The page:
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Don’t Drive Distracted

Ontario has tough distracted driving laws. 

Changing your playlist, checking your GPS, eating, using your phone to talk or text are all considered distracted driving. These put you and others at risk for an accident.

Convicted distracting driving charges not only come with hefty fines and carry demerit points but can also affect your auto insurance premium. You can lose your valuable conviction free discount and even be surcharged for major offences. Tickets stay on your record for three years from the conviction date. 

Here’s a list of some penalties for distracted driving that you should know about:  

First conviction 

  • $615 fine if settled out of court (includes a victim surcharge and the court fee) 
  • Up to $1,000 fine if a summons is received or if you fight the ticket in court and lose 
  • Three demerit points 
  • Three-day suspension 

Second conviction 

  • $615 fine, if settled out of court (includes a victim surcharge and the court fee) 
  • Up to $2,000 fine if a summons is received or if you fight the ticket in court and lose 
  • Six demerit points 
  • Seven-day suspension 

 

Third and any further conviction(s) 

  • $615 fine, if settled out of court (includes a victim surcharge and the court fee) 
  • Up to $3,000 if a summons is received or if you fight the ticket in court and lose 
  • Six demerit points 
  • 30-day suspension 

 

Distracted driving can be defined as any act the driver engages in which causes their judgment to be compromised, when not focused on the road. The Ontario Highway Traffic Act specifically outlines the use of a hand-held or electronic entertainment device for anyone who is uncertain.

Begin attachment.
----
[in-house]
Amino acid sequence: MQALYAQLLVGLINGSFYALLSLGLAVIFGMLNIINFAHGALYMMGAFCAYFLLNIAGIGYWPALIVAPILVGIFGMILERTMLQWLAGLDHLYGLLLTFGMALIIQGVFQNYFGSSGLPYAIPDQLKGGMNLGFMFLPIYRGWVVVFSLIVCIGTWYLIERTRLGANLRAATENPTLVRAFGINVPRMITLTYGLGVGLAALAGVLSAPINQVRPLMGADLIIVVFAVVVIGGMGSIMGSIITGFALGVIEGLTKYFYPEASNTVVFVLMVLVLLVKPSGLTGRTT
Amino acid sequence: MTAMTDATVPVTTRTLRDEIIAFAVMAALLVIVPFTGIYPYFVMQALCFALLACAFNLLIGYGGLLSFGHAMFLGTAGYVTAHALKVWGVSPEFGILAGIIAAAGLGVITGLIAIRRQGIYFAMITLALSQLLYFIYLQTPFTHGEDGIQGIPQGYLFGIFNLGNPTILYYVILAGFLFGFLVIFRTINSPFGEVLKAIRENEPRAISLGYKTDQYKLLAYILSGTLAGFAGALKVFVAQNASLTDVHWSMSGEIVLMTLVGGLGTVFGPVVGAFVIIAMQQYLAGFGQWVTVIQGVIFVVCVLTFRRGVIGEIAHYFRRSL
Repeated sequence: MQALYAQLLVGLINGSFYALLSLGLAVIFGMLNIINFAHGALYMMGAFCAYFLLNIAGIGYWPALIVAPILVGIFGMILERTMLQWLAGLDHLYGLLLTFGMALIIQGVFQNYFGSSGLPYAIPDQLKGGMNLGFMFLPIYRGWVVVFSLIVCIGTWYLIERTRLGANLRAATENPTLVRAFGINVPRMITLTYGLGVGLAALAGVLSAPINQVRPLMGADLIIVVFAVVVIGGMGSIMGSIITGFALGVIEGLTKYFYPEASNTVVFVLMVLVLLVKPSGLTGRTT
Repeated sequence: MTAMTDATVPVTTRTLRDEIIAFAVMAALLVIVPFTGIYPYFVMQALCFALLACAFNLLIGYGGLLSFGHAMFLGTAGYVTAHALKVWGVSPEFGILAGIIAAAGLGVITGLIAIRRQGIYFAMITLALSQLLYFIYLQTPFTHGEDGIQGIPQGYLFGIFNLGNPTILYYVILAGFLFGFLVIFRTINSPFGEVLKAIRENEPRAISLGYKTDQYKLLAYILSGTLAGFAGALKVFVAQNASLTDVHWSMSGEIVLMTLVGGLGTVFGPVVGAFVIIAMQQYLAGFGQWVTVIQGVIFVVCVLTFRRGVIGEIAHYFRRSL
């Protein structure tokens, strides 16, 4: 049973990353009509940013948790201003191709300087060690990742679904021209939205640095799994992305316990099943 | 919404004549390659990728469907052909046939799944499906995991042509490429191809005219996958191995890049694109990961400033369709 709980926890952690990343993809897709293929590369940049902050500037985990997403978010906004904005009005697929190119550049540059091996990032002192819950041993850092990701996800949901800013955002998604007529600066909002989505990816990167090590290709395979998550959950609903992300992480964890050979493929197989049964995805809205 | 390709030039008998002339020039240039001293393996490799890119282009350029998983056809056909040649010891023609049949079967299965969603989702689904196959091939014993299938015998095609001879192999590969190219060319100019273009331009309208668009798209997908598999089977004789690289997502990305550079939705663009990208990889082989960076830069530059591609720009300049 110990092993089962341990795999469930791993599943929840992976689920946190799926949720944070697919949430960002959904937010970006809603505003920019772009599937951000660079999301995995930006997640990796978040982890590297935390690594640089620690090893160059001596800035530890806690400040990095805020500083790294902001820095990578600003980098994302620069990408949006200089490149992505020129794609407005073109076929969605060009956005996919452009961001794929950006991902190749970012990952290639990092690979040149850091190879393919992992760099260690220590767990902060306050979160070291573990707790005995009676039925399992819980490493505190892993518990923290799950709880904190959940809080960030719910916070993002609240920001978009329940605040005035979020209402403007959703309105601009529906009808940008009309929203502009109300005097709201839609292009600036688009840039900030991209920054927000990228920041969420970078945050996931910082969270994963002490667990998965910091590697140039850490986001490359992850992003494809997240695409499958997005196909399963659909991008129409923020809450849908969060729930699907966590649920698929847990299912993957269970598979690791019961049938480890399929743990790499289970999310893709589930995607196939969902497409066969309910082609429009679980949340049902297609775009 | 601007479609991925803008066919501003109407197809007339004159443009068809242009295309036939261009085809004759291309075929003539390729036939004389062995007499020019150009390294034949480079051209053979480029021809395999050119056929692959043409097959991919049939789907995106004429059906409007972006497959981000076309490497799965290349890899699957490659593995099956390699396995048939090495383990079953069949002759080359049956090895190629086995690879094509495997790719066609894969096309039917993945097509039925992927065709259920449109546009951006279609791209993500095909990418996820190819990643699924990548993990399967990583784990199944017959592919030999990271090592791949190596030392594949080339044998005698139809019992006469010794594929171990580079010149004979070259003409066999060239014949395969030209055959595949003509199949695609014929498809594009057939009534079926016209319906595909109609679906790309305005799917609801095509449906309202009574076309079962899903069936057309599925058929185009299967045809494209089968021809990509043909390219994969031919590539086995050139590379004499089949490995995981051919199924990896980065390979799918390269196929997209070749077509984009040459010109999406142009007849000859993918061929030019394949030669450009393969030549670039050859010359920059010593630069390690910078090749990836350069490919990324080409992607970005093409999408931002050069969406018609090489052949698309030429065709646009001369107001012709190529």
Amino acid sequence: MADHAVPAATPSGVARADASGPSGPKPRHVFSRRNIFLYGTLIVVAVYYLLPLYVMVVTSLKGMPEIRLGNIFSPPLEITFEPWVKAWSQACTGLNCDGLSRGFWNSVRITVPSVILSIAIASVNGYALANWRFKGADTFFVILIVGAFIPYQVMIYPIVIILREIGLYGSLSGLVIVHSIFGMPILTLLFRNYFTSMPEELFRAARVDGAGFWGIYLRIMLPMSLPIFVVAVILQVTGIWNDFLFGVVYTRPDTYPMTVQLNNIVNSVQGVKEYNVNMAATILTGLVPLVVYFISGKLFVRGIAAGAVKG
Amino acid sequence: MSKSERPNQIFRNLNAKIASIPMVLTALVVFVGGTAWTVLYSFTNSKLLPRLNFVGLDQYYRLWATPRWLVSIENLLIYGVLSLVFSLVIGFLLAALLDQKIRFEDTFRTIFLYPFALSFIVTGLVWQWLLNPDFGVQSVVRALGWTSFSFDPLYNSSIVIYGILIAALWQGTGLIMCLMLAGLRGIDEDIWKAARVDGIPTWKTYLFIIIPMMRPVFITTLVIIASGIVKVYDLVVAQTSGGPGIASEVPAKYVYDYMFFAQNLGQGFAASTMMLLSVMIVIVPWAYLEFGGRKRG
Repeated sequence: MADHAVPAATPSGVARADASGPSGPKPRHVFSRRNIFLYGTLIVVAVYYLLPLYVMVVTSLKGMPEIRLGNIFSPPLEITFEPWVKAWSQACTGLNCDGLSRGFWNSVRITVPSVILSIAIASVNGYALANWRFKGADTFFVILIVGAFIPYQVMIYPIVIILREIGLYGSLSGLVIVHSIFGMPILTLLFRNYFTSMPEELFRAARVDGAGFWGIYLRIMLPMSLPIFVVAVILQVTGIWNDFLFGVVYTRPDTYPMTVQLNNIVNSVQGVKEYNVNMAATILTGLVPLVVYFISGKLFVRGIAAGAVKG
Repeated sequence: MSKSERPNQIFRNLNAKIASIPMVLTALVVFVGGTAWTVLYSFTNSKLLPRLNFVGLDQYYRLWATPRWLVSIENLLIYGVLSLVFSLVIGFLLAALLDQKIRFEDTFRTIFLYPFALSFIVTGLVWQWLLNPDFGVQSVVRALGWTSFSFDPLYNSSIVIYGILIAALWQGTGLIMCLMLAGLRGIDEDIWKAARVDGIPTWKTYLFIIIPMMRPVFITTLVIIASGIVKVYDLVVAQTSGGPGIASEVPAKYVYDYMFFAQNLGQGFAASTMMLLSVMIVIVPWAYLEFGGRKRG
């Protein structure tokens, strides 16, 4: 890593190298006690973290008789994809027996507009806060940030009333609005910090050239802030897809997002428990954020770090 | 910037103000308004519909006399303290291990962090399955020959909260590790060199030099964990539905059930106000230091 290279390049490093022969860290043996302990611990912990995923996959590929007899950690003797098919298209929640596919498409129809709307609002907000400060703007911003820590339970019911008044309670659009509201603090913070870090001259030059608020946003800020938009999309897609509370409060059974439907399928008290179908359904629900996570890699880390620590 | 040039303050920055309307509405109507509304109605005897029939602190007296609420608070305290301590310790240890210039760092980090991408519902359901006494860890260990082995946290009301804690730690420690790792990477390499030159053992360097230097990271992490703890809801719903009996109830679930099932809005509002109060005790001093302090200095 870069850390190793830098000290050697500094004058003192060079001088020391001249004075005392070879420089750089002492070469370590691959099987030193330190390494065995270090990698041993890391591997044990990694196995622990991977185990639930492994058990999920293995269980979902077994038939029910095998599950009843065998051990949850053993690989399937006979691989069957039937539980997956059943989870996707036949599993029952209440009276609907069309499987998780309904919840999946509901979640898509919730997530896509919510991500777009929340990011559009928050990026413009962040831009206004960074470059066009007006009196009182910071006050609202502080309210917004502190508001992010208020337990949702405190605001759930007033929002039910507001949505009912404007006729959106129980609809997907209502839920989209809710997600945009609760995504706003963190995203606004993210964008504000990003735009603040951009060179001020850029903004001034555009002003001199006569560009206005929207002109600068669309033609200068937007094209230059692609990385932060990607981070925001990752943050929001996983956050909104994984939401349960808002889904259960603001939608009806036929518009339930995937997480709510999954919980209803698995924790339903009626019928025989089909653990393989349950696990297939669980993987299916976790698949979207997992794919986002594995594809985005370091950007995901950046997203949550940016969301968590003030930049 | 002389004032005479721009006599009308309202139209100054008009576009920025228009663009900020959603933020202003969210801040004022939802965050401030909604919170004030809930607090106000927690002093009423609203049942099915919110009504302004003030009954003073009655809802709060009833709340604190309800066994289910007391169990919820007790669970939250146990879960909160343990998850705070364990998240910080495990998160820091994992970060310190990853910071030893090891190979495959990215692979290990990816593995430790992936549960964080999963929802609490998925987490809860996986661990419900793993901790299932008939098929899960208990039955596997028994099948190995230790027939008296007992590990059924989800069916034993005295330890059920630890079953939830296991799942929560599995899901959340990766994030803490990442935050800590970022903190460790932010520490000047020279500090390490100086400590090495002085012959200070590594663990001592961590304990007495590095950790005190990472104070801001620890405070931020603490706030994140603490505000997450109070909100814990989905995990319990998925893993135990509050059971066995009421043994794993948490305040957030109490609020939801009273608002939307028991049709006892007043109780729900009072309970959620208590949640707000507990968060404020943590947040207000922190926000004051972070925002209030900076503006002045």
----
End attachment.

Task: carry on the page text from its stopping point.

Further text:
The Government of Ontario’s website provides tips to avoid distracted driving: 

  • Turn off your phone or switch it to silent mode before you get in the car. 
  • Put it in the glove compartment (lock it, if you have to) or in a bag on the back seat. 
  • Before you leave the house, record an outgoing message that tells callers you’re driving and you’ll get back to them when you’re off the road. 
  • Some apps can block incoming calls and texts, or send automatic replies to people trying to call or text you. 
  • Ask a passenger to take a call or respond to a text for you. 
  • Silence notifications that tempt you to check your phone. 

 

If there’s an urgent need to use your phone, you should find a place to legally park. In an emergency, you can use your phone to call 911, ensure you have pulled off the road or highway and are in a safe area to do so. If you must use your phone while driving, hands free modes are permitted. For navigation a cradle mount should be used.